International Monetary Fund. Asia and Pacific Dept;International Monetary Fund. Strategy, Policy, & Review Department;International Monetary Fund. Legal Dept.;International Monetary Fund. Monetary and Capital Markets Department
INTERNATIONAL MONETARY FUND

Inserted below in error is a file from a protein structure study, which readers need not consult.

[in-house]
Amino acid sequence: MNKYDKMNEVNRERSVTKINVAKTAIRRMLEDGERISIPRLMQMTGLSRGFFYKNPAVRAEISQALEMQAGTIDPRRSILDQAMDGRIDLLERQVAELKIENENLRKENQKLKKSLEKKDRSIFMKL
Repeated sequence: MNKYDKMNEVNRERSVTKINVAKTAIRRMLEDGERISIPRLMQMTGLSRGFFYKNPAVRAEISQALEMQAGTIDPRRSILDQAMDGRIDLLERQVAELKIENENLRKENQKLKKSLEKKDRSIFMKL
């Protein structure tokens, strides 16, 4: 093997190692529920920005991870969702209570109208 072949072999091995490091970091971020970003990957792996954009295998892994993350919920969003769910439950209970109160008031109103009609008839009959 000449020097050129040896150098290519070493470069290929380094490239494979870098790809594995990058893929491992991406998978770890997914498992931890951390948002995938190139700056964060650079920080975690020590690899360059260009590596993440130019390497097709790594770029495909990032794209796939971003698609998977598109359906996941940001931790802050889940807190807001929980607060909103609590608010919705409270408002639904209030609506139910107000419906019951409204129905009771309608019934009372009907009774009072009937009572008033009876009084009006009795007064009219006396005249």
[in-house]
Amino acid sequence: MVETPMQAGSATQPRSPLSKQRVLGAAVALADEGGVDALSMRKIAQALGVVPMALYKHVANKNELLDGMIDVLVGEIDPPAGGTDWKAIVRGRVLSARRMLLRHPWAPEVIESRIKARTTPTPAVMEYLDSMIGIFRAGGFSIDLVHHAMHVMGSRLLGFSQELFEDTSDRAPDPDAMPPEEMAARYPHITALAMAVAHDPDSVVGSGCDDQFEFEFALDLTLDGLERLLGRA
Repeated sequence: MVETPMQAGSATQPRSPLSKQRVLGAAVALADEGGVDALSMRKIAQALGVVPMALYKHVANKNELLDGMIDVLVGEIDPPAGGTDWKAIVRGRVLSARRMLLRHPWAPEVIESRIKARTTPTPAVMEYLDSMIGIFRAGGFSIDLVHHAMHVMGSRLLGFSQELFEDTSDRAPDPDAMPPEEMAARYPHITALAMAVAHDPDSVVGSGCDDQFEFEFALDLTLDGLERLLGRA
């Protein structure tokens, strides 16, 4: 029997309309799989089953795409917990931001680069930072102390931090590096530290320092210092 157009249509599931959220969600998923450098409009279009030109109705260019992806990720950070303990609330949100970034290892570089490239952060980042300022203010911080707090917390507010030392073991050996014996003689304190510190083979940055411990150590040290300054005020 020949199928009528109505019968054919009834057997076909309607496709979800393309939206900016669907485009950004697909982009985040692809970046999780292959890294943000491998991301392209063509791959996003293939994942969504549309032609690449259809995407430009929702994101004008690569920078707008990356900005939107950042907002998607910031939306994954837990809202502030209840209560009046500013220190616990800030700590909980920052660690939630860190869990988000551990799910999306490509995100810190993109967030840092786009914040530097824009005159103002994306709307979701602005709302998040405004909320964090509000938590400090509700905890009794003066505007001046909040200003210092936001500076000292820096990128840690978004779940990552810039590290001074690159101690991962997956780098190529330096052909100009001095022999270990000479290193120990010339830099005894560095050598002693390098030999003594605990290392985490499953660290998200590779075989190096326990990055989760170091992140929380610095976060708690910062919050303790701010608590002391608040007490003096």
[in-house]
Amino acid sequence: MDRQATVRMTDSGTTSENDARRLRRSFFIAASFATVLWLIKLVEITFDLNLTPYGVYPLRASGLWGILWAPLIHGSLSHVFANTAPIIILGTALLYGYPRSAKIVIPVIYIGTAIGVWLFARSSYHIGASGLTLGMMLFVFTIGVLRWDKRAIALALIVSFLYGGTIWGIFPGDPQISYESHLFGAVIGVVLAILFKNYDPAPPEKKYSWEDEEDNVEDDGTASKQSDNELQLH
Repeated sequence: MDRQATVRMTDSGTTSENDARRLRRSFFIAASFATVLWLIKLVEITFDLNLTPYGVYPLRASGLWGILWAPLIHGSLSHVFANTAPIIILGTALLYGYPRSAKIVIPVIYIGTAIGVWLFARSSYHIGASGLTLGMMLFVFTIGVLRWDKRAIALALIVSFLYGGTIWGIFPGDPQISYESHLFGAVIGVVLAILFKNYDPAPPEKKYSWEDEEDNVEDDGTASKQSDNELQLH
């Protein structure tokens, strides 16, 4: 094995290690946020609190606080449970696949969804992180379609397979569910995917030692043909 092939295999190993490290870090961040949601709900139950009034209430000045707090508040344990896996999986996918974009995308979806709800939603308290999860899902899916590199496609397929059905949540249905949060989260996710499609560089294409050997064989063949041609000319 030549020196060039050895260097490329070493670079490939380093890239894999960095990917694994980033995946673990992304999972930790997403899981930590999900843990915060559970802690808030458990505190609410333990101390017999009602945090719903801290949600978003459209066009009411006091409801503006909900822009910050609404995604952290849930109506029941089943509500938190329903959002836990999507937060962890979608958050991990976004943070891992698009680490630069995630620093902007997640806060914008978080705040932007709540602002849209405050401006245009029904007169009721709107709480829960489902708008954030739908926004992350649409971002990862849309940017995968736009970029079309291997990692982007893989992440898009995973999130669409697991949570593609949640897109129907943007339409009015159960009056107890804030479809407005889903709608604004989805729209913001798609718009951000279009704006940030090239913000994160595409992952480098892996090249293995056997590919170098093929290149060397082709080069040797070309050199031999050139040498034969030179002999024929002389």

Background. The case for sovereign state-contingent debt instruments (SCDIs) as a countercyclical and risk-sharing tool has been around for some time and remains appealing; but take-up has been limited. Earlier staff work had advocated the use of growth-indexed bonds in emerging markets and contingent financial instruments in low-income countries. In light of recent renewed interest among academics, policymakers, and market participants-staff has analyzed the conceptual and practical issues SCDIs raise with a view to accelerate the development of self-sustaining markets in these instruments. The analysis has benefited from broad consultations with both private market participants and policymakers. The economic case for SCDIs. By linking debt service to a measure of the sovereign's capacity to pay, SCDIs can increase fiscal space, and thus allow greater policy flexibility in bad times. They can also broaden the sovereign's investor base, open opportunities for risk diversification for investors, and enhance the resilience of the international financial system. Should SCDI issuance rise to account for a large share of public debt, it could also significantly reduce the incidence and cost of sovereign debt crises. Some potential complications require mitigation: a high novelty and liquidity premium demanded by investors in the early stage of market development; adverse selection and moral hazard risks; undesirable pricing effects on conventional debt; pro-cyclical investor demand; migration of excessive risk to the private sector; and adverse political economy incentives.